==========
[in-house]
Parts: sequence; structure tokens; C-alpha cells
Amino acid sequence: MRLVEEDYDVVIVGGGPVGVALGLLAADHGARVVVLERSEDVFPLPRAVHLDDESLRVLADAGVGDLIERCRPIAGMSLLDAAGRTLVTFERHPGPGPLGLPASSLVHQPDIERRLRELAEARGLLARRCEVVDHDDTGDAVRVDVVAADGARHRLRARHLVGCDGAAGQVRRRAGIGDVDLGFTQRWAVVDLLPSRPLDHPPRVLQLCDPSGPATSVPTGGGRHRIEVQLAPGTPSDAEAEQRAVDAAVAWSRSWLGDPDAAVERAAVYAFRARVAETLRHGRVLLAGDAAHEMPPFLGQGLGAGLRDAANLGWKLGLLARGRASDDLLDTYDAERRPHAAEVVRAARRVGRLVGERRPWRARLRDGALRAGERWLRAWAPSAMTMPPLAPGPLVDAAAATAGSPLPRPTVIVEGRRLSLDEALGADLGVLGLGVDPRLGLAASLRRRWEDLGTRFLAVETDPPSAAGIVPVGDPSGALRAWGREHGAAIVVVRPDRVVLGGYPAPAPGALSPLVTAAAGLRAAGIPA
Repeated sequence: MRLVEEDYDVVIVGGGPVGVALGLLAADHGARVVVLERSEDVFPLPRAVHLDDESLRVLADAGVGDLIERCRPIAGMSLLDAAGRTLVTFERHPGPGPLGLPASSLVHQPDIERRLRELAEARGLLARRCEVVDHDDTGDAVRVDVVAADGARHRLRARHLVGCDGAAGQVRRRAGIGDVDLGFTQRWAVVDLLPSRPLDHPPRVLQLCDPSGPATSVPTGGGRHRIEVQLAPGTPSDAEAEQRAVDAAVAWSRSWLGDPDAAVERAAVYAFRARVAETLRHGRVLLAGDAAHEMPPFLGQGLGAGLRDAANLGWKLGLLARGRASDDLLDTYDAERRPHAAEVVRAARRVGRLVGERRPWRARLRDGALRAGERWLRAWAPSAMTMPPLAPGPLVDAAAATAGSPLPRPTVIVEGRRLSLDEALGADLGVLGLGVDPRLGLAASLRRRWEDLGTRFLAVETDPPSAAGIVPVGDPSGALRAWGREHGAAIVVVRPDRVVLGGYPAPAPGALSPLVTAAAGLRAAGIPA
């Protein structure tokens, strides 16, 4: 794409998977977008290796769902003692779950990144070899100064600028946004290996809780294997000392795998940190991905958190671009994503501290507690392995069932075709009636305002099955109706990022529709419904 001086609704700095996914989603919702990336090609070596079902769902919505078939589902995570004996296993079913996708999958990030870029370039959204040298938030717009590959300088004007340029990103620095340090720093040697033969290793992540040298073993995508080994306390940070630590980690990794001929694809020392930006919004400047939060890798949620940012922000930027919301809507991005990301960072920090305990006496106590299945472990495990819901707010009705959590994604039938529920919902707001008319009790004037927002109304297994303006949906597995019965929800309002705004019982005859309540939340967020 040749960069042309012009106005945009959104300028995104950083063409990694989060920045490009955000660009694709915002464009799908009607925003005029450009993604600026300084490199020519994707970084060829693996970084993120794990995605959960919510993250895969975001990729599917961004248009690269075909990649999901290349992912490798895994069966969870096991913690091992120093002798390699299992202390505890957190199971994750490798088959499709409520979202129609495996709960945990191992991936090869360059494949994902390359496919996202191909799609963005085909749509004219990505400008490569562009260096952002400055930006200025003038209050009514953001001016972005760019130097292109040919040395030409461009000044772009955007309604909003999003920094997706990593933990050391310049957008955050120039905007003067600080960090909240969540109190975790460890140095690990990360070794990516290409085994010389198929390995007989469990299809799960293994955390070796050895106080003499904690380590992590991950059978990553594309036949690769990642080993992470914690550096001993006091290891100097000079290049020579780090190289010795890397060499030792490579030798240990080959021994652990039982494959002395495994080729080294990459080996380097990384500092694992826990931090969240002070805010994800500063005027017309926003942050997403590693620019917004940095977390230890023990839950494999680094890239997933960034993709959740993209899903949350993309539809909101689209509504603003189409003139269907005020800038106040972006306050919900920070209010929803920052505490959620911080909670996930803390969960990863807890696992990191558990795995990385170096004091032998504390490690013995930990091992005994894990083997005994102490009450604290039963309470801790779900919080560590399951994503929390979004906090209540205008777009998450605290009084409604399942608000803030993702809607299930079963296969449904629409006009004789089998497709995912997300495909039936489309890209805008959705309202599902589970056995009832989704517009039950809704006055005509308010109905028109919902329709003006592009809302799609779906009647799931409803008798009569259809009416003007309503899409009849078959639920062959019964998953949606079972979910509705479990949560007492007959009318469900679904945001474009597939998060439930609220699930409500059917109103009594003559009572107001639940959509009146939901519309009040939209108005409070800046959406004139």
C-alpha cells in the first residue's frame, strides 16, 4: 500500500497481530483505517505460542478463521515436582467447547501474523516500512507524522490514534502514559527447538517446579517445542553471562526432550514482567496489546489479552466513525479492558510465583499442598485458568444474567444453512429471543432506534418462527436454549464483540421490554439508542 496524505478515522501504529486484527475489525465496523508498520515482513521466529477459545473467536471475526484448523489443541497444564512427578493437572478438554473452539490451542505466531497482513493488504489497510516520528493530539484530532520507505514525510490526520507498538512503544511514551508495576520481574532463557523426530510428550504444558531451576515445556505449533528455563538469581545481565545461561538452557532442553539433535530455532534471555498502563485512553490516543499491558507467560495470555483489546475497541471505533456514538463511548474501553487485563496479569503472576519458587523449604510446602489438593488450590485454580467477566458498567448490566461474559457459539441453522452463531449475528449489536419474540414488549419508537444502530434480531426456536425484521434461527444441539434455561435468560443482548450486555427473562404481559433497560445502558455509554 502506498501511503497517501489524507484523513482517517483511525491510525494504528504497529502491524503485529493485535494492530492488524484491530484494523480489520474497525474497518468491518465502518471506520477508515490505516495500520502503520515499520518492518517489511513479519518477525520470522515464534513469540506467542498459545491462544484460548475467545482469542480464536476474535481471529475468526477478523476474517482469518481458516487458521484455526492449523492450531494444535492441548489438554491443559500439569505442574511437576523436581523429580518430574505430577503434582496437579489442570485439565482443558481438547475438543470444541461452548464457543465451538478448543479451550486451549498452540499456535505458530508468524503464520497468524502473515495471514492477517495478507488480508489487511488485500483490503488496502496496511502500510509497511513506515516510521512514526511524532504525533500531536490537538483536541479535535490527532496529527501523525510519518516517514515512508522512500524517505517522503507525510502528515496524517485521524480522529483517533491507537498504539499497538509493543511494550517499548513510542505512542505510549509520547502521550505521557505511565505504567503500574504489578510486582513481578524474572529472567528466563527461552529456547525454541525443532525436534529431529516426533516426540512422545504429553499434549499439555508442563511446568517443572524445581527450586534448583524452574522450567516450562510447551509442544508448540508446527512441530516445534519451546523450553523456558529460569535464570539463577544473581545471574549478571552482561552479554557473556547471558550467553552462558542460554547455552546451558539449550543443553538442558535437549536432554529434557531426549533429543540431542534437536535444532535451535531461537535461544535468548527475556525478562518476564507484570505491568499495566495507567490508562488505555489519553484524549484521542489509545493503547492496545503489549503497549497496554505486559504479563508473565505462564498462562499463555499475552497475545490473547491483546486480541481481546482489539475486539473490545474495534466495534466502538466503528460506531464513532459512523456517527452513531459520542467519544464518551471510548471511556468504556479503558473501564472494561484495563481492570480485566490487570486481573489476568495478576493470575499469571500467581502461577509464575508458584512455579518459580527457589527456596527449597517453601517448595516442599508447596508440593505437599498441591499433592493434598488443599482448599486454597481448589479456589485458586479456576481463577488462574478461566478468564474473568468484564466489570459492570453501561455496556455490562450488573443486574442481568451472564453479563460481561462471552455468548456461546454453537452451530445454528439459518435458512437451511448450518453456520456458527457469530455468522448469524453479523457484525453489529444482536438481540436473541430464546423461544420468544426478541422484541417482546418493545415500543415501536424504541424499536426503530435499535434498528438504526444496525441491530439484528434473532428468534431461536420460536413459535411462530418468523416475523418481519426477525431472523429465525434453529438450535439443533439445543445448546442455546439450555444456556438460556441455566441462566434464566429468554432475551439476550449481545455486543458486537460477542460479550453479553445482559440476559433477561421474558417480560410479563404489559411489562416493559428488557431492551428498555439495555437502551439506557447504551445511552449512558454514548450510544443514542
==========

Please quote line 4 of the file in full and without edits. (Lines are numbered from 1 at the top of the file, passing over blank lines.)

Repeated sequence: MRLVEEDYDVVIVGGGPVGVALGLLAADHGARVVVLERSEDVFPLPRAVHLDDESLRVLADAGVGDLIERCRPIAGMSLLDAAGRTLVTFERHPGPGPLGLPASSLVHQPDIERRLRELAEARGLLARRCEVVDHDDTGDAVRVDVVAADGARHRLRARHLVGCDGAAGQVRRRAGIGDVDLGFTQRWAVVDLLPSRPLDHPPRVLQLCDPSGPATSVPTGGGRHRIEVQLAPGTPSDAEAEQRAVDAAVAWSRSWLGDPDAAVERAAVYAFRARVAETLRHGRVLLAGDAAHEMPPFLGQGLGAGLRDAANLGWKLGLLARGRASDDLLDTYDAERRPHAAEVVRAARRVGRLVGERRPWRARLRDGALRAGERWLRAWAPSAMTMPPLAPGPLVDAAAATAGSPLPRPTVIVEGRRLSLDEALGADLGVLGLGVDPRLGLAASLRRRWEDLGTRFLAVETDPPSAAGIVPVGDPSGALRAWGREHGAAIVVVRPDRVVLGGYPAPAPGALSPLVTAAAGLRAAGIPA